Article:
Wednesday, August 13, 2008

Qur'an Contradictions: "How many angels spoke to Mary?"

Assalamu alaikum wa rahmatullahi wa barakaatuhu.

The perfection of the Qur'an has often been challenged, and skeptics go to far lengths to assert their positions. One of such methods used, is hastily looking for any and everything they are unable to understand in the Qur'an , and calling it a contradiction. Some of these claims mostly go unanswered, largely due to complacence on the part of Muslims, thereby causing antagonists to perpetuate these erroneous claims.

One of such alleged contradictions is the disparity between the translation of Surah Imran(3): 42,45 and Surah Maryam(19): 17. The following are from one of the English translations of The Qur'an:

  • 3:42 --AND LO! The angels said: "O Mary! Behold, God has elected thee and made thee pure, and raised thee above all the women of the world.

وَإِذْ قَالَتِ الْمَلاَئِكَةُ يَا مَرْيَمُ إِنَّ اللّهَ اصْطَفَاكِ وَطَهَّرَكِ وَاصْطَفَاكِ عَلَى نِسَاء الْعَالَمِين

  • 3:45 --Lo! The angels said: "O Mary! Behold, God sends thee the glad tiding, through a word from Him, [of a son] who shall become known as the Christ Jesus, son of Mary, of great honour in this world and in the life to come, and [shall be] of those who are drawn near unto God.

إِذْ قَالَتِ الْمَلآئِكَةُ يَا مَرْيَمُ إِنَّ اللّهَ يُبَشِّرُكِ بِكَلِمَةٍ مِّنْهُ اسْمُهُ الْمَسِيحُ عِيسَى ابْنُ مَرْيَمَ وَجِيهًا فِالدُّنْيَا وَالآخِرَةِ وَمِنَ الْمُقَرَّبِينَ

  • 19:17-- and kept herself in seclusion from them, whereupon We sent unto her Our angel of revelation, who appeared to her in the shape of a well-made human being.

فَاتَّخَذَتْ مِن دُونِهِمْ حِجَابًا فَأَرْسَلْنَا إِلَيْهَا رُوحَنَا فَتَمَثَّلَ لَهَا بَشَرًا سَوِيًّا

Notice, that in Surah 3:42,45, the expression used is "Al Malaaikatu" (الْمَلاَئِكَةُ)

which literally means "the angels" while the expression used in Surah 19: 17 is not angel but "Spirit," "Ruhanaa"(رُوحَنَا)

So, linguistically, there can be no numerical contradiction between two different expressions with two different meanings, especially as these two expressions do not even emphasize number.

Furthermore, the expression "Al Malaaikatu" literally means "the angels." This expression can also take the linguistic pattern that God uses in The Qur'an to refer to Himself. God refers to Himself in the first person plural. This is a general theme in the Qur'an. Anyone who is familiar with the Arabic language instantly realizes the reason for this. "I" is a generic term used by humans in language, but since the status of God is above that of humans, the word "We" is rightly used to denote superior status.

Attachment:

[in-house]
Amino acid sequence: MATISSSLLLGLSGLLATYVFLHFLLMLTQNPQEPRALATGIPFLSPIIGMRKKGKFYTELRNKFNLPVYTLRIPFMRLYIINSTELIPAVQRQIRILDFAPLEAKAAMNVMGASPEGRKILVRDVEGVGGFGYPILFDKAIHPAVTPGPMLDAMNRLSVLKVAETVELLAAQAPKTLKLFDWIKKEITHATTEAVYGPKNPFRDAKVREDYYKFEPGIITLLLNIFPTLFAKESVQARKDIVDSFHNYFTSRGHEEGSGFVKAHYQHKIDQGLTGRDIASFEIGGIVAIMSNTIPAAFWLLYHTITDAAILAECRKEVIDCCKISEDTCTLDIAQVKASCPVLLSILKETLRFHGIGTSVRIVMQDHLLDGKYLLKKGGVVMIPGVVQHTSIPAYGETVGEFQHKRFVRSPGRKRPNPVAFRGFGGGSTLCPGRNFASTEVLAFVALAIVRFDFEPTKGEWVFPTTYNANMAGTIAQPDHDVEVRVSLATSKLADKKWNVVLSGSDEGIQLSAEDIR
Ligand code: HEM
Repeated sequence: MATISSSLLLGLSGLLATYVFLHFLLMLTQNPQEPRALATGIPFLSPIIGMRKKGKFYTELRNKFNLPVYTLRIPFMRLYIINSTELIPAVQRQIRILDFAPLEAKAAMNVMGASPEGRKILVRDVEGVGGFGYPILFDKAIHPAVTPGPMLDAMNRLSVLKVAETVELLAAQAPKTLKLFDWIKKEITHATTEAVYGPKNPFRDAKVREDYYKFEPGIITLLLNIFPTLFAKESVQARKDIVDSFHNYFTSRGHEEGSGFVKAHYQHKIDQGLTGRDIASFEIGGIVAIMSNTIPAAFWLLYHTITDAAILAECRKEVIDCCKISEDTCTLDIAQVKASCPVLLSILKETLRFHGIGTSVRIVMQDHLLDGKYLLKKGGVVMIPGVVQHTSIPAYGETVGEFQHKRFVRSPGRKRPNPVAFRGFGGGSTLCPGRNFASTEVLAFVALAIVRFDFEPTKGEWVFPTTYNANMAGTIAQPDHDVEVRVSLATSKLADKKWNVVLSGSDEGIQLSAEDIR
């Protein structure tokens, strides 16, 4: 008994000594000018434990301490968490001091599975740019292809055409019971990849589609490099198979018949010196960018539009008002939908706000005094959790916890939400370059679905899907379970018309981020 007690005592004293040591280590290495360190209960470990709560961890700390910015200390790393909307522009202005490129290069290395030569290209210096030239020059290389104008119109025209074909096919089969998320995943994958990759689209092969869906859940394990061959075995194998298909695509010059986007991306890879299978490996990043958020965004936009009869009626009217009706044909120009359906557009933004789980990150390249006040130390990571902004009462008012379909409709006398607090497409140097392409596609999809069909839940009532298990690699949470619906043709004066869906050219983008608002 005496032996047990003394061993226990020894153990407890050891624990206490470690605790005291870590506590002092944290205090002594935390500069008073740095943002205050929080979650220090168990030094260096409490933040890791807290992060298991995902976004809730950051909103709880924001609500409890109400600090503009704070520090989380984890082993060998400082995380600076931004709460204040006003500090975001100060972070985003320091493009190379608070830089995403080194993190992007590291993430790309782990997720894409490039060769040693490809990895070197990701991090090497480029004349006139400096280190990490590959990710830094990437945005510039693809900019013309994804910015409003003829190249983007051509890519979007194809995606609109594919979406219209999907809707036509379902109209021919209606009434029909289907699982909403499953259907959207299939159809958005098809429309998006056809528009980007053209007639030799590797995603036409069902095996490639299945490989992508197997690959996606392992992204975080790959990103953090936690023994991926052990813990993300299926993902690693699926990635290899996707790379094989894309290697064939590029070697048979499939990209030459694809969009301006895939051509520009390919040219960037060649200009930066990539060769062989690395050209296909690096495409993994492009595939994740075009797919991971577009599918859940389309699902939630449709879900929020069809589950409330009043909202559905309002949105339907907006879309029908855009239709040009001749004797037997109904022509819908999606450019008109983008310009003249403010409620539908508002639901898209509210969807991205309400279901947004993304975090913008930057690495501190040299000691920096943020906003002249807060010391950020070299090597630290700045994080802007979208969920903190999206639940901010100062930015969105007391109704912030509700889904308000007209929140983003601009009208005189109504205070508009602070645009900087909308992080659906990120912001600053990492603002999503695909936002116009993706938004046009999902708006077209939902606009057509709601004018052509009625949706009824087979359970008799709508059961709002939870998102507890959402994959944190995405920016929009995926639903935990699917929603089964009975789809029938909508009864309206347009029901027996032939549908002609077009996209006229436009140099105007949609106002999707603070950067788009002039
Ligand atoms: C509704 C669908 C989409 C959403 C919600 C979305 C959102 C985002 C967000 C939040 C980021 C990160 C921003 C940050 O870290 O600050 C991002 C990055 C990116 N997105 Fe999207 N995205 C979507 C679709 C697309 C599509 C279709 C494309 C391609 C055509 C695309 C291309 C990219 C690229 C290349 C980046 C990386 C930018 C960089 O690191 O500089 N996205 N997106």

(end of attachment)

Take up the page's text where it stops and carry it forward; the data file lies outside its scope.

So, when God speaks of particular angels given specific responsibility, like the angel of death, or the angel to whom righteous humans are sent, He refers to them as "Al malaaikatu" denoting a superior status than other angels.

Therefore, "Al Malaaikatu" which in some verses is translated as "the angels," should have been translated as "The Angel." The translation should reflect a proper noun for a superior status, instead of pluralizing the term.

We can see again, that what is often considered as a contradiction is based in part, on careless translations, and more as a result of hasty conclusions on the part of skeptics.

Wa Salam.

18 comments:

Fearless Lion said...

To me, Qur'an is mere a collection of stories but muslims think it as a Holy book.

M.Insani said...

@Fearless Lion:
When you begin to read Quran, that is a good step toward truth, My Brother. Try to increase your insight and knowledge in other field of science(e.g in medical, botany, astronomy etc), soon you'll see it as a miracle. "You'll find nothing when you search for nothing", the same "law" will work for every other valuable books,for example,when you read "think and grow rich" by Napoleon Hill. He even emphasized this "law" for several times in that great book of his.

Anonymous said...

hi

Matthew said...

This still miss quotes the bible, the angel Gabriel not a spirit came to Mary, and why change the context of the story.

webdawah said...

@Matthew; there was no intention to quote the Bible, neither was it done. Every quote was from the Qur'an.

JustBob said...

Hi! I remember reading about an alleged contradiction in the Koran in which the Egyptians are said to put to death Hebrew babies as infants and another passage that says Hebrew infants were put to death when Moses was a prophet and confronted the Pharaoh. Could you explain this alleged contradiction?

http://wikiislam.net/wiki/Contradictions_in_the_Qur%27an#When_did_Pharaoh_command_killing_of_baby_boys.3F

JustBob said...

Here are the Koranic verses in case the link did not go through:

And when he brought them the Truth from Our presence, they said: Slay the sons of those who believe with him, and spare their women. But the plot of disbelievers is in naught but error.
Qur'an 40:25

Throw (the child) into the chest, and throw (the chest) into the river: the river will cast him up on the bank, and he will be taken up by one who is an enemy to Me and an enemy to him': But I cast (the garment of) love over thee from Me: and (this) in order that thou mayest be reared under Mine eye.
Qur'an 20:39

webdawah said...

@ JustBob

Sorry for the somewhat late response. The two verses you highlighted though make reference to the time of Moses(pbuh), yet one(20:39) was a statement made by God in an inspiration to the mother of Moses(pbuh). She was inspired to put him in a chest and put him in the river...

40:25 talks about the reaction of Pharaoh and his people to adult Moses(pbuh) and those who have believed his message.

There are two different speakers, two different periods, and two different 'infants.'

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